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IELTS GT Writing Task 1/ IELTS Letter Writing

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  • By:CANAM Group
  • Updated On:Jun 14,2024 03:58 PM IST

  • General Training Writing Task 1 is one of the important sections of the IELTS test.
  • Many students face challenges while preparing for IELTS GT writing task 1.
  • Students should know the basics of forming and developing a letter if they want to score well in the letter-writing section.
  • A clear expression and explanation in letter writing can help you secure a high band score.

IELTS GT Writing Task 1/ IELTS Letter Writing


The IELTS letter-writing section evaluates your everyday language use. It also checks your ability to integrate into an English-speaking culture. The IELTS Writing test has a time limit of 60 minutes, with 20 minutes for Task 1 and 40 minutes for Task 2. For IELTS Writing Task 1, you need to write a letter at least 150 words long. Depending on the situation, it could be a formal, informal, or personal letter.

Therefore, this blog will cover both fundamental and advanced letter-writing strategies for the IELTS. You will also learn which actions to take and which to avoid to improve your IELTS band score.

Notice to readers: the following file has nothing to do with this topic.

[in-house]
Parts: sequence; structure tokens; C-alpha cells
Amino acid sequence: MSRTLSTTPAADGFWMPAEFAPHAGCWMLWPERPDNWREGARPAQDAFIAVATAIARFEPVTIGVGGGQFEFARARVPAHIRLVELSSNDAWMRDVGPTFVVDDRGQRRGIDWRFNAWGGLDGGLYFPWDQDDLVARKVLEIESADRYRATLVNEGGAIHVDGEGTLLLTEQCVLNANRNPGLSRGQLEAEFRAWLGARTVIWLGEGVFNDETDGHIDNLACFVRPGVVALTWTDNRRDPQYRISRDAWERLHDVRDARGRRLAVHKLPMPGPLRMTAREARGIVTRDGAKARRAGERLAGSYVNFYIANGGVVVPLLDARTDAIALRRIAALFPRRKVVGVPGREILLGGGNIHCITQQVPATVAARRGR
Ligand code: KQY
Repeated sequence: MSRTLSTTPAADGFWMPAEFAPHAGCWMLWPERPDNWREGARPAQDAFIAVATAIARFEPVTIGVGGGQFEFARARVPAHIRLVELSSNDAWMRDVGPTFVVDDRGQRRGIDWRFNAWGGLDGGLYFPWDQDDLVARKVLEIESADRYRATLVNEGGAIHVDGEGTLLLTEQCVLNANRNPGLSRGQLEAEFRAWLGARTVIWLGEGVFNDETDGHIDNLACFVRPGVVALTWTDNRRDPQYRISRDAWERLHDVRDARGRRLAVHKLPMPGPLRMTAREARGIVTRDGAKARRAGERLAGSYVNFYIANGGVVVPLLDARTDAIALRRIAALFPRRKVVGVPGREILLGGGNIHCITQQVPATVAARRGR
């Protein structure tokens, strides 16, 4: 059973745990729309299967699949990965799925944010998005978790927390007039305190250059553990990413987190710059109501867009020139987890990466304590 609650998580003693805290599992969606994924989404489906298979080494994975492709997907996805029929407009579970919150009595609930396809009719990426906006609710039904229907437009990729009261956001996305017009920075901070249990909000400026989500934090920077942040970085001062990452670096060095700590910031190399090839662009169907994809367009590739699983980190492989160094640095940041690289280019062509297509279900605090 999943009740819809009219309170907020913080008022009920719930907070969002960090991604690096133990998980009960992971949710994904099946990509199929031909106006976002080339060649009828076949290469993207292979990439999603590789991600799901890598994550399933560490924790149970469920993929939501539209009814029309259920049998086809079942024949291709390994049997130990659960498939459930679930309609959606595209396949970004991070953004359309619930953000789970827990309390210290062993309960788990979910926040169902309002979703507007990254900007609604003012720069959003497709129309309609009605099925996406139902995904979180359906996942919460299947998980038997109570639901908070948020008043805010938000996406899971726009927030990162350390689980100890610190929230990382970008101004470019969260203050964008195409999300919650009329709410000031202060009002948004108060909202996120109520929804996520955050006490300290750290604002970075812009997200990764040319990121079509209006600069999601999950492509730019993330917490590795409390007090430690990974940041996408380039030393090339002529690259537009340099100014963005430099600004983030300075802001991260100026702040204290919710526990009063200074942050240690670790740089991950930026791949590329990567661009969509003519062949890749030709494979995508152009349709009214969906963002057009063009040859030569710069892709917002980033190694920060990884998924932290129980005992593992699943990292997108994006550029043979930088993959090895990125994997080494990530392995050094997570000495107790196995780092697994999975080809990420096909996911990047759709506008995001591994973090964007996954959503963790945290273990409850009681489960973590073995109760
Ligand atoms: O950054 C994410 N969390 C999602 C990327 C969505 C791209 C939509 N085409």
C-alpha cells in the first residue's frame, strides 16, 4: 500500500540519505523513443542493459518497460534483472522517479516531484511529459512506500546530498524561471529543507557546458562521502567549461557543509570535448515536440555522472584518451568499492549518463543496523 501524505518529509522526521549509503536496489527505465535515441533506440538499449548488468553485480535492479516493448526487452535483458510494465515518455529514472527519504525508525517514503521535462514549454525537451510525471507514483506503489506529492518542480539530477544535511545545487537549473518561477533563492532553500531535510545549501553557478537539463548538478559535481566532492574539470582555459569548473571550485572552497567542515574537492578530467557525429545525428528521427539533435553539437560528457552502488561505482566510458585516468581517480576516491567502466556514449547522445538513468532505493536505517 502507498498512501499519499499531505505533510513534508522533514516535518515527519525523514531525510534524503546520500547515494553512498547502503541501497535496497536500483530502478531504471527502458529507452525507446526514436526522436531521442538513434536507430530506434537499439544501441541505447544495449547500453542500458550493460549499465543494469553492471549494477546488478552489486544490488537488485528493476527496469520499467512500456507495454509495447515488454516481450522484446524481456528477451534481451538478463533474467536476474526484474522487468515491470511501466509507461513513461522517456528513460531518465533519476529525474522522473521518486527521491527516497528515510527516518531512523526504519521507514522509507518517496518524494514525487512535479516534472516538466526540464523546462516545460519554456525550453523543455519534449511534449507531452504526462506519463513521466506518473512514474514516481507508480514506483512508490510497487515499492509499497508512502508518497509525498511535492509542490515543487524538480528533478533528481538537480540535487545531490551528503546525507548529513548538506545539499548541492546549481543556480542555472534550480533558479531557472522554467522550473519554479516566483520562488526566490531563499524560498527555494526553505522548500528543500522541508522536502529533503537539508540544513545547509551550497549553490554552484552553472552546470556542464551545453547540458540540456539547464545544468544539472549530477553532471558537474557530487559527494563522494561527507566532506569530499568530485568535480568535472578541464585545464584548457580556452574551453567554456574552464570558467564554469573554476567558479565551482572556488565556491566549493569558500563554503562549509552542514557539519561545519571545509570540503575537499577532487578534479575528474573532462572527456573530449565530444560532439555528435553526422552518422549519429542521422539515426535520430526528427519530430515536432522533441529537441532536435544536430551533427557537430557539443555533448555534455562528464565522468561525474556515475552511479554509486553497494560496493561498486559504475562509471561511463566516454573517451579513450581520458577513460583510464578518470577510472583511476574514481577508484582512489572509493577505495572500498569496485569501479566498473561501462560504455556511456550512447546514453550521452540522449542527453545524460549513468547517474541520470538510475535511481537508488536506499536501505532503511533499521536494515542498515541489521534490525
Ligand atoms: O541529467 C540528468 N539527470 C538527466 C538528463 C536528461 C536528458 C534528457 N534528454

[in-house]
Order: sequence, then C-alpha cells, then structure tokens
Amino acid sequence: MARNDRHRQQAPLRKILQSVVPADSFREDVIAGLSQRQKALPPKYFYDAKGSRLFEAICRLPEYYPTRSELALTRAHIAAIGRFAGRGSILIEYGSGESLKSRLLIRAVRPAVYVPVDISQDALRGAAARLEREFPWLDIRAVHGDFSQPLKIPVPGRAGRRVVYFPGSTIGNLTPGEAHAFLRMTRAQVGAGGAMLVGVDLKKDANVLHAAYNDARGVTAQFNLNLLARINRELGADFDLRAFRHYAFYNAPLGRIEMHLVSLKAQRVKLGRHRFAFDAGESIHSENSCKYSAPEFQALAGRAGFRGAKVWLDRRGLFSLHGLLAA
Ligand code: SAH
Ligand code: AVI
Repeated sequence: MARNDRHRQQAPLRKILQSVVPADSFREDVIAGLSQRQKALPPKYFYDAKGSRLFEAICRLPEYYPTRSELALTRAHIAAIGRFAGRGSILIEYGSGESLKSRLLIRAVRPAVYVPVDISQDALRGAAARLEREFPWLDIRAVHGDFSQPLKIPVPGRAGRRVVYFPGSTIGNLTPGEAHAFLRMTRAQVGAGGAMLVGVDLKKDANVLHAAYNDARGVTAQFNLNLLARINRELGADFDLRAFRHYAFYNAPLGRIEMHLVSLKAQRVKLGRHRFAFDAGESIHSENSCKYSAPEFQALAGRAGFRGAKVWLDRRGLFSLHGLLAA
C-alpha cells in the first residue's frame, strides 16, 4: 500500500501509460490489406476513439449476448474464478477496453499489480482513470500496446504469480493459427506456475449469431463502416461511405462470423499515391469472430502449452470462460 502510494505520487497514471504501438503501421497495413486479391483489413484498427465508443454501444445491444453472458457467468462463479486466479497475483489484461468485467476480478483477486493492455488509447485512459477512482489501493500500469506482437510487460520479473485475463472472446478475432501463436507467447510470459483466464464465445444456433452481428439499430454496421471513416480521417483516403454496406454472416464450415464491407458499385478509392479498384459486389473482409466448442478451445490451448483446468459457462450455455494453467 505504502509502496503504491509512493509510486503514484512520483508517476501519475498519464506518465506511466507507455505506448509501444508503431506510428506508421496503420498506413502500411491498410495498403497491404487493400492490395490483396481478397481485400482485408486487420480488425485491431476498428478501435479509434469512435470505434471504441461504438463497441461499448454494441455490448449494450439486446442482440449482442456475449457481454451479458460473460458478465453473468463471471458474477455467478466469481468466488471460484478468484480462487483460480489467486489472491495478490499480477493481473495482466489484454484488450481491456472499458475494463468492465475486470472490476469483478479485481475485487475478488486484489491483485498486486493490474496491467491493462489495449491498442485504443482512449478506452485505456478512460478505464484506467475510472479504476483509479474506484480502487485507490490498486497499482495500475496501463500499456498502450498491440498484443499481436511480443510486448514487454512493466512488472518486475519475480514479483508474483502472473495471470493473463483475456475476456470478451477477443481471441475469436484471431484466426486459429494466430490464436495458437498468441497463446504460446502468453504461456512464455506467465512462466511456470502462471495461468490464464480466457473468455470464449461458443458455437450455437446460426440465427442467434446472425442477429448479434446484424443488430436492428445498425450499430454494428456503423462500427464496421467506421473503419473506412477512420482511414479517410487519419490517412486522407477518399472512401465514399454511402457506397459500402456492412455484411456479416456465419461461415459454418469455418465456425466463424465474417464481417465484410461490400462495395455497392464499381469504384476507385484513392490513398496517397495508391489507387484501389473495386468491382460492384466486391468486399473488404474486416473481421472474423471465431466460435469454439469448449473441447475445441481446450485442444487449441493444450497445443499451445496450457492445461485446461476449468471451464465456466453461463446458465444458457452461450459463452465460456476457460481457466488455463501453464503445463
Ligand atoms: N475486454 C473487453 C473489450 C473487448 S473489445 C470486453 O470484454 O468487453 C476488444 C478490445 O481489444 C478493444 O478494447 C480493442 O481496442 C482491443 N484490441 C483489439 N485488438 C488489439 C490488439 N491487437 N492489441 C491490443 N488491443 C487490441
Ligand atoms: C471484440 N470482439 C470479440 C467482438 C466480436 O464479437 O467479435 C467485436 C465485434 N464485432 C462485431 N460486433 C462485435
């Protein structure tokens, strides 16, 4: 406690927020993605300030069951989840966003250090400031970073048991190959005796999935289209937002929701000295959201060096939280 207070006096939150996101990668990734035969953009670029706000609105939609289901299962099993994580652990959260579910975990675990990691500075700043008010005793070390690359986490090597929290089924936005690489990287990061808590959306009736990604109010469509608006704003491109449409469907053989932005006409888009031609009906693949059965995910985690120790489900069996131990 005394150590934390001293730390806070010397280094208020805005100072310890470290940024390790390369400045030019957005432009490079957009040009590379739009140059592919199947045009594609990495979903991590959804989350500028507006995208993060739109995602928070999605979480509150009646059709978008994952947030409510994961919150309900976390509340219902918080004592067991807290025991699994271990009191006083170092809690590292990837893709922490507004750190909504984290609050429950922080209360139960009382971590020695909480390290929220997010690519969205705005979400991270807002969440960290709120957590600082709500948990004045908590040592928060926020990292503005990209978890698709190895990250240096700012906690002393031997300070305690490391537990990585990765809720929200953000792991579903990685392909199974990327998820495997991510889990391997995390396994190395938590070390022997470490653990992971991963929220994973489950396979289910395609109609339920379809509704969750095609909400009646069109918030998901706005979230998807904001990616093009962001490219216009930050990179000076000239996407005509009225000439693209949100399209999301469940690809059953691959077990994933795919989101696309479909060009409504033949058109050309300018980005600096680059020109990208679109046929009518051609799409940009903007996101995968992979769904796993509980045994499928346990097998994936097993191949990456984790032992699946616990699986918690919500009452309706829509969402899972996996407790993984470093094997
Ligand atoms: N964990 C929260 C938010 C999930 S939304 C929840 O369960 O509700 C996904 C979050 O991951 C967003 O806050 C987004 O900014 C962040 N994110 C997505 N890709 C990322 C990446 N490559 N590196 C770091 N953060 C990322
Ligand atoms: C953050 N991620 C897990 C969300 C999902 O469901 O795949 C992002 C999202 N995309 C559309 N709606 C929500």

Grading Factors in IELTS Writing Task 1(Letter Writing)

Below are the factors on which a test taker or candidate is evaluated in IELTS Writing Task 1 (Letter Writing) :

Task AchievementIn IELTS, the scores are given based on a band scale ranging from 0-9. Similarly, you are graded based on your letter's length, relevance, and tone. The length of your content must be at most 150, but it is not a good sign if you write too much. Also, clearly state the letter's purpose if you want a high band score on the IELTS test. However, Task achievement is 25% of the total score for Task 1. You must address all parts of the prompt.
Grammatical Range and AccuracyWrite simple sentences in your answers to improve your grammatical range and accuracy. However, most students use the present continuous tense and make mistakes with articles, prepositions, and subject-verb agreement. In addition, instead of using complex sentences, write simple and short sentences to make your answers easy to read.
Lexical ResourceLexical resource is the ability to use a wide range of vocabulary correctly without grammatical errors. Also, the use of lexical resources should be appropriate in your answers. The goal here is to have a good enough vocabulary to properly paraphrase the information you see in the IELTS Academic Writing Task 1 and Task 2 prompts. Therefore, you must choose words that are relevant to the topic and include them in your sentences. However, what's surprising is that you can get a good band score using unusual but correct lexical phrases.